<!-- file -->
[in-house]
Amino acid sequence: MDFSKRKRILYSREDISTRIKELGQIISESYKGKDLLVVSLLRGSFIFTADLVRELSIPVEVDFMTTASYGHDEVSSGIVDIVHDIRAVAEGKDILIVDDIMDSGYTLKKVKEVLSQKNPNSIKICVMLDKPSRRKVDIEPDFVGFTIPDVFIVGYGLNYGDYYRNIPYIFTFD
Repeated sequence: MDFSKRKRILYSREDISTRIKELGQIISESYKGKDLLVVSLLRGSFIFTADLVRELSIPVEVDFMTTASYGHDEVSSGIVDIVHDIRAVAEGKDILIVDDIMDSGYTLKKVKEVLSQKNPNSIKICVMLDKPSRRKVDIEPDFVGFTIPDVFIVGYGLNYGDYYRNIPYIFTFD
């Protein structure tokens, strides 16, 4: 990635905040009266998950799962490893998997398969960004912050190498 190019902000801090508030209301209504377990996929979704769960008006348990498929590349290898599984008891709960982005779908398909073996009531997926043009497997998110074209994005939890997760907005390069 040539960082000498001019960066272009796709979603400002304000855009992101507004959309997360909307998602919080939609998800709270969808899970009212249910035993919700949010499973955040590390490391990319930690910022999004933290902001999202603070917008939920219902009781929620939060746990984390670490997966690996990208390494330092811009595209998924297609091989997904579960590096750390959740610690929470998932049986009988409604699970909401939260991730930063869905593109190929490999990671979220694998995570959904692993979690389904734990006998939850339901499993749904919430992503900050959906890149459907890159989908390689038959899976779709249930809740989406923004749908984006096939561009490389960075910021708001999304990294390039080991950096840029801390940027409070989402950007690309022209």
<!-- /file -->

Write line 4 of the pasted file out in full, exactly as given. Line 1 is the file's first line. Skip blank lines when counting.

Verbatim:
């Protein structure tokens, strides 16, 4: 990635905040009266998950799962490893998997398969960004912050190498 190019902000801090508030209301209504377990996929979704769960008006348990498929590349290898599984008891709960982005779908398909073996009531997926043009497997998110074209994005939890997760907005390069 040539960082000498001019960066272009796709979603400002304000855009992101507004959309997360909307998602919080939609998800709270969808899970009212249910035993919700949010499973955040590390490391990319930690910022999004933290902001999202603070917008939920219902009781929620939060746990984390670490997966690996990208390494330092811009595209998924297609091989997904579960590096750390959740610690929470998932049986009988409604699970909401939260991730930063869905593109190929490999990671979220694998995570959904692993979690389904734990006998939850339901499993749904919430992503900050959906890149459907890159989908390689038959899976779709249930809740989406923004749908984006096939561009490389960075910021708001999304990294390039080991950096840029801390940027409070989402950007690309022209």